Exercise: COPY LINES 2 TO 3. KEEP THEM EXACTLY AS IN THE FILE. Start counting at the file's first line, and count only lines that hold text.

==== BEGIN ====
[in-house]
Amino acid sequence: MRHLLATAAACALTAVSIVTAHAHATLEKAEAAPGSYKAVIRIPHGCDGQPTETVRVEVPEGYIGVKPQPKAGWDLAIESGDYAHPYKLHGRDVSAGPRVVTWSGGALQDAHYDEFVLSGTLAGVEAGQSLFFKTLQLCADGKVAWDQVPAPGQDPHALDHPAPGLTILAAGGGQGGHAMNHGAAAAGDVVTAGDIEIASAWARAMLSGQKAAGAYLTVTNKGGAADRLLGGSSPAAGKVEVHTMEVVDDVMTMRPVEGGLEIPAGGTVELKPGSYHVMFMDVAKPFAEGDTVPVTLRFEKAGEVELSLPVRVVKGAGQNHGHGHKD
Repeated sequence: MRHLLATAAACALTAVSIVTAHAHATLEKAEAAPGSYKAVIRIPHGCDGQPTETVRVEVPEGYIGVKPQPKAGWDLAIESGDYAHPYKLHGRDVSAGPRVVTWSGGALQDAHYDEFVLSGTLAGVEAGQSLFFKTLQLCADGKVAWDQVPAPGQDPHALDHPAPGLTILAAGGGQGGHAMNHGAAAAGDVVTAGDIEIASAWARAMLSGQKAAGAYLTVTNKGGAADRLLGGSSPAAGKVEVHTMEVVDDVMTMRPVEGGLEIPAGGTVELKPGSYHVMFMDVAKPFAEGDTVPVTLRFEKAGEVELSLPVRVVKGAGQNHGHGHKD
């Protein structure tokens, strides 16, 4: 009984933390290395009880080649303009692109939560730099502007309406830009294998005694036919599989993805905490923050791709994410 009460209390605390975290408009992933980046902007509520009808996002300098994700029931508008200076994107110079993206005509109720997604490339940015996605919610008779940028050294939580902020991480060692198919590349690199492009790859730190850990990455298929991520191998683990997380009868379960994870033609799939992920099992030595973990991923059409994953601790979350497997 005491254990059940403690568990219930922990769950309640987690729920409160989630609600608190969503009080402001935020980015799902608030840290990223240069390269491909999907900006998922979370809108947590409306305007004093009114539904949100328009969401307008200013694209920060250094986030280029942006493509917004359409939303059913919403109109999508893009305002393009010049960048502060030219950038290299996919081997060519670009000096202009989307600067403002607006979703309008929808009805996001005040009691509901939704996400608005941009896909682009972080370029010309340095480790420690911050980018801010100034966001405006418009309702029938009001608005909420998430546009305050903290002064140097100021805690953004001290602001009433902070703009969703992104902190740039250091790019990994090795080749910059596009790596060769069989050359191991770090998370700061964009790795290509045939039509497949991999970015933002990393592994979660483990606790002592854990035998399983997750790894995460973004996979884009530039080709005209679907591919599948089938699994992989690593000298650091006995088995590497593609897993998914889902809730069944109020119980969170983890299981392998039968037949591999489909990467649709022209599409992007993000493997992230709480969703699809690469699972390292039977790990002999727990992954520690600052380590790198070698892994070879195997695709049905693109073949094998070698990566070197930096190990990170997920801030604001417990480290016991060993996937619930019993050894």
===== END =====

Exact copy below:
Amino acid sequence: MRHLLATAAACALTAVSIVTAHAHATLEKAEAAPGSYKAVIRIPHGCDGQPTETVRVEVPEGYIGVKPQPKAGWDLAIESGDYAHPYKLHGRDVSAGPRVVTWSGGALQDAHYDEFVLSGTLAGVEAGQSLFFKTLQLCADGKVAWDQVPAPGQDPHALDHPAPGLTILAAGGGQGGHAMNHGAAAAGDVVTAGDIEIASAWARAMLSGQKAAGAYLTVTNKGGAADRLLGGSSPAAGKVEVHTMEVVDDVMTMRPVEGGLEIPAGGTVELKPGSYHVMFMDVAKPFAEGDTVPVTLRFEKAGEVELSLPVRVVKGAGQNHGHGHKD
Repeated sequence: MRHLLATAAACALTAVSIVTAHAHATLEKAEAAPGSYKAVIRIPHGCDGQPTETVRVEVPEGYIGVKPQPKAGWDLAIESGDYAHPYKLHGRDVSAGPRVVTWSGGALQDAHYDEFVLSGTLAGVEAGQSLFFKTLQLCADGKVAWDQVPAPGQDPHALDHPAPGLTILAAGGGQGGHAMNHGAAAAGDVVTAGDIEIASAWARAMLSGQKAAGAYLTVTNKGGAADRLLGGSSPAAGKVEVHTMEVVDDVMTMRPVEGGLEIPAGGTVELKPGSYHVMFMDVAKPFAEGDTVPVTLRFEKAGEVELSLPVRVVKGAGQNHGHGHKD